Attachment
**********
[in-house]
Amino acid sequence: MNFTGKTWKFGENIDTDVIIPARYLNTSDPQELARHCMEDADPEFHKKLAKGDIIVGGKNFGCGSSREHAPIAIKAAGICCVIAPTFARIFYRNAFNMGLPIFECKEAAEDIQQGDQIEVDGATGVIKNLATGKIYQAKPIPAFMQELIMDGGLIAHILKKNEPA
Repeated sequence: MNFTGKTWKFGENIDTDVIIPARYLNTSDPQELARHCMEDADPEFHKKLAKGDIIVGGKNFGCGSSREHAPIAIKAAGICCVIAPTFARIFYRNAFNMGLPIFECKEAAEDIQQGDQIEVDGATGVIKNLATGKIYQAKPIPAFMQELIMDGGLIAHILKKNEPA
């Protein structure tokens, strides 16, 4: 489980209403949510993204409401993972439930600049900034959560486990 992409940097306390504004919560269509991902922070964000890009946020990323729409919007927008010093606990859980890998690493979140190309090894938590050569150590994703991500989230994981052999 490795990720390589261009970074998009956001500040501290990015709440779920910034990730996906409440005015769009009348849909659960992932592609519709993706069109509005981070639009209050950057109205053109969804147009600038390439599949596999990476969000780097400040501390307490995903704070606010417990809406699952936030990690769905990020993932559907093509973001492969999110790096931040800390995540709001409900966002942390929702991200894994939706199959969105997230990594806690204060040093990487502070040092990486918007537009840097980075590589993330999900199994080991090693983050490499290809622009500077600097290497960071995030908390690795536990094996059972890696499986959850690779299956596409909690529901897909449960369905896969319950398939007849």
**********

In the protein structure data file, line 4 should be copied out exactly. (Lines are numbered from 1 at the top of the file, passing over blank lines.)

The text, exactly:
């Protein structure tokens, strides 16, 4: 489980209403949510993204409401993972439930600049900034959560486990 992409940097306390504004919560269509991902922070964000890009946020990323729409919007927008010093606990859980890998690493979140190309090894938590050569150590994703991500989230994981052999 490795990720390589261009970074998009956001500040501290990015709440779920910034990730996906409440005015769009009348849909659960992932592609519709993706069109509005981070639009209050950057109205053109969804147009600038390439599949596999990476969000780097400040501390307490995903704070606010417990809406699952936030990690769905990020993932559907093509973001492969999110790096931040800390995540709001409900966002942390929702991200894994939706199959969105997230990594806690204060040093990487502070040092990486918007537009840097980075590589993330999900199994080991090693983050490499290809622009500077600097290497960071995030908390690795536990094996059972890696499986959850690779299956596409909690529901897909449960369905896969319950398939007849």